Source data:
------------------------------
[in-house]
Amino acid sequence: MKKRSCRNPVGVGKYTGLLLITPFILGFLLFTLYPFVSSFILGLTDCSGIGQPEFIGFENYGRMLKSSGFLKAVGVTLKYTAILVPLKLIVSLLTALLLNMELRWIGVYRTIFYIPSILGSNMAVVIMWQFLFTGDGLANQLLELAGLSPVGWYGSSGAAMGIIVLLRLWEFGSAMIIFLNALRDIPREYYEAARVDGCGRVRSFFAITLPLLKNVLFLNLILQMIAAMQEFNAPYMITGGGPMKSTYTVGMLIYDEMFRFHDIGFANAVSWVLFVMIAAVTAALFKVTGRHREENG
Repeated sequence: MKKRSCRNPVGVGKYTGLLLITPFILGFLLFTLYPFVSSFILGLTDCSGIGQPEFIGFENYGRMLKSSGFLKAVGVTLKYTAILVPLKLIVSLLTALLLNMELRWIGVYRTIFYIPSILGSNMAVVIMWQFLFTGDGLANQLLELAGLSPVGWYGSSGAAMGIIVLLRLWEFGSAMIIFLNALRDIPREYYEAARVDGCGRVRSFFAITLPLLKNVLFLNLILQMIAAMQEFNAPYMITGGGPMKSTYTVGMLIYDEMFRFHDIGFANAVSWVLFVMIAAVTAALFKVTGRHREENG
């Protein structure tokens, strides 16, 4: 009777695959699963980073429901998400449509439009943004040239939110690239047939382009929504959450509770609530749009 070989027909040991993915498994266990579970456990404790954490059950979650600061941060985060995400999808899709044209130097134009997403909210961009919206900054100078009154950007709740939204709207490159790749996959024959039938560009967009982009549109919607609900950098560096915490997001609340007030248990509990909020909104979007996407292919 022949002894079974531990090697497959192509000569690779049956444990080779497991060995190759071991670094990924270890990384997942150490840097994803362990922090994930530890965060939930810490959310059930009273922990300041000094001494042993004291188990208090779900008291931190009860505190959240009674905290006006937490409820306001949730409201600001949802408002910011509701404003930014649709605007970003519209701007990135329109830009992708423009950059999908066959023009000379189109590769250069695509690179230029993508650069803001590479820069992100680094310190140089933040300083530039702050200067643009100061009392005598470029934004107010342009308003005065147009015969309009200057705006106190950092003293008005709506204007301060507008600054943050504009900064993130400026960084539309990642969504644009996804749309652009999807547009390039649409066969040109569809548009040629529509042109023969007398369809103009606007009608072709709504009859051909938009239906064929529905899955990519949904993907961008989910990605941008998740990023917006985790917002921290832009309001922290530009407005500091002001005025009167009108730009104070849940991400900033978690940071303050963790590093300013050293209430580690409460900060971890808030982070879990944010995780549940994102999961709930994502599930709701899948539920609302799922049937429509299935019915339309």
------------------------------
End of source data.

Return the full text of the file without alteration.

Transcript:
[in-house]
Amino acid sequence: MKKRSCRNPVGVGKYTGLLLITPFILGFLLFTLYPFVSSFILGLTDCSGIGQPEFIGFENYGRMLKSSGFLKAVGVTLKYTAILVPLKLIVSLLTALLLNMELRWIGVYRTIFYIPSILGSNMAVVIMWQFLFTGDGLANQLLELAGLSPVGWYGSSGAAMGIIVLLRLWEFGSAMIIFLNALRDIPREYYEAARVDGCGRVRSFFAITLPLLKNVLFLNLILQMIAAMQEFNAPYMITGGGPMKSTYTVGMLIYDEMFRFHDIGFANAVSWVLFVMIAAVTAALFKVTGRHREENG
Repeated sequence: MKKRSCRNPVGVGKYTGLLLITPFILGFLLFTLYPFVSSFILGLTDCSGIGQPEFIGFENYGRMLKSSGFLKAVGVTLKYTAILVPLKLIVSLLTALLLNMELRWIGVYRTIFYIPSILGSNMAVVIMWQFLFTGDGLANQLLELAGLSPVGWYGSSGAAMGIIVLLRLWEFGSAMIIFLNALRDIPREYYEAARVDGCGRVRSFFAITLPLLKNVLFLNLILQMIAAMQEFNAPYMITGGGPMKSTYTVGMLIYDEMFRFHDIGFANAVSWVLFVMIAAVTAALFKVTGRHREENG
């Protein structure tokens, strides 16, 4: 009777695959699963980073429901998400449509439009943004040239939110690239047939382009929504959450509770609530749009 070989027909040991993915498994266990579970456990404790954490059950979650600061941060985060995400999808899709044209130097134009997403909210961009919206900054100078009154950007709740939204709207490159790749996959024959039938560009967009982009549109919607609900950098560096915490997001609340007030248990509990909020909104979007996407292919 022949002894079974531990090697497959192509000569690779049956444990080779497991060995190759071991670094990924270890990384997942150490840097994803362990922090994930530890965060939930810490959310059930009273922990300041000094001494042993004291188990208090779900008291931190009860505190959240009674905290006006937490409820306001949730409201600001949802408002910011509701404003930014649709605007970003519209701007990135329109830009992708423009950059999908066959023009000379189109590769250069695509690179230029993508650069803001590479820069992100680094310190140089933040300083530039702050200067643009100061009392005598470029934004107010342009308003005065147009015969309009200057705006106190950092003293008005709506204007301060507008600054943050504009900064993130400026960084539309990642969504644009996804749309652009999807547009390039649409066969040109569809548009040629529509042109023969007398369809103009606007009608072709709504009859051909938009239906064929529905899955990519949904993907961008989910990605941008998740990023917006985790917002921290832009309001922290530009407005500091002001005025009167009108730009104070849940991400900033978690940071303050963790590093300013050293209430580690409460900060971890808030982070879990944010995780549940994102999961709930994502599930709701899948539920609302799922049937429509299935019915339309």